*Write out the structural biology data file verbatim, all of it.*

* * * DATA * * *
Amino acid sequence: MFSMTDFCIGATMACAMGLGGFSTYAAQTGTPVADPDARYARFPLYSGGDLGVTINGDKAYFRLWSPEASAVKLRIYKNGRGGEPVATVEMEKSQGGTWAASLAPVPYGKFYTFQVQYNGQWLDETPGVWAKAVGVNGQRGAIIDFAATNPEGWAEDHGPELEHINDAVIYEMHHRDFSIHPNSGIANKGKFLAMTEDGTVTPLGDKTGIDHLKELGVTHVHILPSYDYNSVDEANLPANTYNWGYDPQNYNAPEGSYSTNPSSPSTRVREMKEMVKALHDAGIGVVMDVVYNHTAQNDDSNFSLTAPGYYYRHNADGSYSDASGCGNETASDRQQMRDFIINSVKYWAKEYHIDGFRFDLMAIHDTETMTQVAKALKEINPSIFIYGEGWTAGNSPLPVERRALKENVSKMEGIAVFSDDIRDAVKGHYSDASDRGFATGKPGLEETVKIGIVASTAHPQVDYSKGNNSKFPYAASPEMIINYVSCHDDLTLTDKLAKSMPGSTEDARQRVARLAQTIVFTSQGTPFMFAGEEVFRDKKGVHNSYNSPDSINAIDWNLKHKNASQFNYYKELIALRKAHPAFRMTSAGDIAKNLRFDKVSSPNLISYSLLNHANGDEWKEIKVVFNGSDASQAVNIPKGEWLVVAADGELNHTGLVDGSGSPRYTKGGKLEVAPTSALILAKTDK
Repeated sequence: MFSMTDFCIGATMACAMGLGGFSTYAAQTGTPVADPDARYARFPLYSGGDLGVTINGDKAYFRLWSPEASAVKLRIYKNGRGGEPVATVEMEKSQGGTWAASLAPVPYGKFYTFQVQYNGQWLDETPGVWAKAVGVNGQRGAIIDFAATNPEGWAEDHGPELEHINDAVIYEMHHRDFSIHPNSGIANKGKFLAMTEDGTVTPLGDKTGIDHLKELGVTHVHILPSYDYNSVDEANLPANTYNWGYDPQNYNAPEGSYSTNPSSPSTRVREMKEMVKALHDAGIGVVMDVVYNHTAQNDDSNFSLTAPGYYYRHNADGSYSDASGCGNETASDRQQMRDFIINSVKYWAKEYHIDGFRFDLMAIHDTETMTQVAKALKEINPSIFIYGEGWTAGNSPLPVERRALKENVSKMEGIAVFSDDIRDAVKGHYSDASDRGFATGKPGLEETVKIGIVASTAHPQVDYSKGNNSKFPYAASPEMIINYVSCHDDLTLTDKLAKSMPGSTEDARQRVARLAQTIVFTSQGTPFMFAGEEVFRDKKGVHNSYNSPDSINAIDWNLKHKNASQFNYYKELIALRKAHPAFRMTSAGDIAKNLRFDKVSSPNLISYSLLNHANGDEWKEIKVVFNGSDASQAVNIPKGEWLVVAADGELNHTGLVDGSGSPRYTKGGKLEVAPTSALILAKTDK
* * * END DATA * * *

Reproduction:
Amino acid sequence: MFSMTDFCIGATMACAMGLGGFSTYAAQTGTPVADPDARYARFPLYSGGDLGVTINGDKAYFRLWSPEASAVKLRIYKNGRGGEPVATVEMEKSQGGTWAASLAPVPYGKFYTFQVQYNGQWLDETPGVWAKAVGVNGQRGAIIDFAATNPEGWAEDHGPELEHINDAVIYEMHHRDFSIHPNSGIANKGKFLAMTEDGTVTPLGDKTGIDHLKELGVTHVHILPSYDYNSVDEANLPANTYNWGYDPQNYNAPEGSYSTNPSSPSTRVREMKEMVKALHDAGIGVVMDVVYNHTAQNDDSNFSLTAPGYYYRHNADGSYSDASGCGNETASDRQQMRDFIINSVKYWAKEYHIDGFRFDLMAIHDTETMTQVAKALKEINPSIFIYGEGWTAGNSPLPVERRALKENVSKMEGIAVFSDDIRDAVKGHYSDASDRGFATGKPGLEETVKIGIVASTAHPQVDYSKGNNSKFPYAASPEMIINYVSCHDDLTLTDKLAKSMPGSTEDARQRVARLAQTIVFTSQGTPFMFAGEEVFRDKKGVHNSYNSPDSINAIDWNLKHKNASQFNYYKELIALRKAHPAFRMTSAGDIAKNLRFDKVSSPNLISYSLLNHANGDEWKEIKVVFNGSDASQAVNIPKGEWLVVAADGELNHTGLVDGSGSPRYTKGGKLEVAPTSALILAKTDK
Repeated sequence: MFSMTDFCIGATMACAMGLGGFSTYAAQTGTPVADPDARYARFPLYSGGDLGVTINGDKAYFRLWSPEASAVKLRIYKNGRGGEPVATVEMEKSQGGTWAASLAPVPYGKFYTFQVQYNGQWLDETPGVWAKAVGVNGQRGAIIDFAATNPEGWAEDHGPELEHINDAVIYEMHHRDFSIHPNSGIANKGKFLAMTEDGTVTPLGDKTGIDHLKELGVTHVHILPSYDYNSVDEANLPANTYNWGYDPQNYNAPEGSYSTNPSSPSTRVREMKEMVKALHDAGIGVVMDVVYNHTAQNDDSNFSLTAPGYYYRHNADGSYSDASGCGNETASDRQQMRDFIINSVKYWAKEYHIDGFRFDLMAIHDTETMTQVAKALKEINPSIFIYGEGWTAGNSPLPVERRALKENVSKMEGIAVFSDDIRDAVKGHYSDASDRGFATGKPGLEETVKIGIVASTAHPQVDYSKGNNSKFPYAASPEMIINYVSCHDDLTLTDKLAKSMPGSTEDARQRVARLAQTIVFTSQGTPFMFAGEEVFRDKKGVHNSYNSPDSINAIDWNLKHKNASQFNYYKELIALRKAHPAFRMTSAGDIAKNLRFDKVSSPNLISYSLLNHANGDEWKEIKVVFNGSDASQAVNIPKGEWLVVAADGELNHTGLVDGSGSPRYTKGGKLEVAPTSALILAKTDK